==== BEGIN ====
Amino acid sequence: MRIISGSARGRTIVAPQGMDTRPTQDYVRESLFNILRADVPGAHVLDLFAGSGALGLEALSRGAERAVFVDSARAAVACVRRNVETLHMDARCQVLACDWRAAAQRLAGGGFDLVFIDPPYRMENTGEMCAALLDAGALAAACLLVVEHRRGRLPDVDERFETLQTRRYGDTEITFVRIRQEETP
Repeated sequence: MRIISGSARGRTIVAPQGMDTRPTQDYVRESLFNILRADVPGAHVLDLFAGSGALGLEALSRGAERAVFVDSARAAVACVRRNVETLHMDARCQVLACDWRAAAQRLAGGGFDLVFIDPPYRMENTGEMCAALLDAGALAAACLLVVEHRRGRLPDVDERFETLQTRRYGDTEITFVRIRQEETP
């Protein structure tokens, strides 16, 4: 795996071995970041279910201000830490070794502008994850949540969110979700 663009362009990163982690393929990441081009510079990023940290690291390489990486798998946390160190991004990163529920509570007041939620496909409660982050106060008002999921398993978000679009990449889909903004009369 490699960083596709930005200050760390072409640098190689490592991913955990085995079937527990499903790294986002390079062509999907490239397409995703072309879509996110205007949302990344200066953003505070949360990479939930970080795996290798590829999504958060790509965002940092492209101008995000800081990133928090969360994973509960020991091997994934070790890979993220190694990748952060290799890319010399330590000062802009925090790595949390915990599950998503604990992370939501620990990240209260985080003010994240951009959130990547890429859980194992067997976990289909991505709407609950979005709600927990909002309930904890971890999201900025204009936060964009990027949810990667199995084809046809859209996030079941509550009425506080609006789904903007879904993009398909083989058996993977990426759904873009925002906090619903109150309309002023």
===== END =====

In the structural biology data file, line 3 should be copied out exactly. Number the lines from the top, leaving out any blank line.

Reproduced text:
């Protein structure tokens, strides 16, 4: 795996071995970041279910201000830490070794502008994850949540969110979700 663009362009990163982690393929990441081009510079990023940290690291390489990486798998946390160190991004990163529920509570007041939620496909409660982050106060008002999921398993978000679009990449889909903004009369 490699960083596709930005200050760390072409640098190689490592991913955990085995079937527990499903790294986002390079062509999907490239397409995703072309879509996110205007949302990344200066953003505070949360990479939930970080795996290798590829999504958060790509965002940092492209101008995000800081990133928090969360994973509960020991091997994934070790890979993220190694990748952060290799890319010399330590000062802009925090790595949390915990599950998503604990992370939501620990990240209260985080003010994240951009959130990547890429859980194992067997976990289909991505709407609950979005709600927990909002309930904890971890999201900025204009936060964009990027949810990667199995084809046809859209996030079941509550009425506080609006789904903007879904993009398909083989058996993977990426759904873009925002906090619903109150309309002023």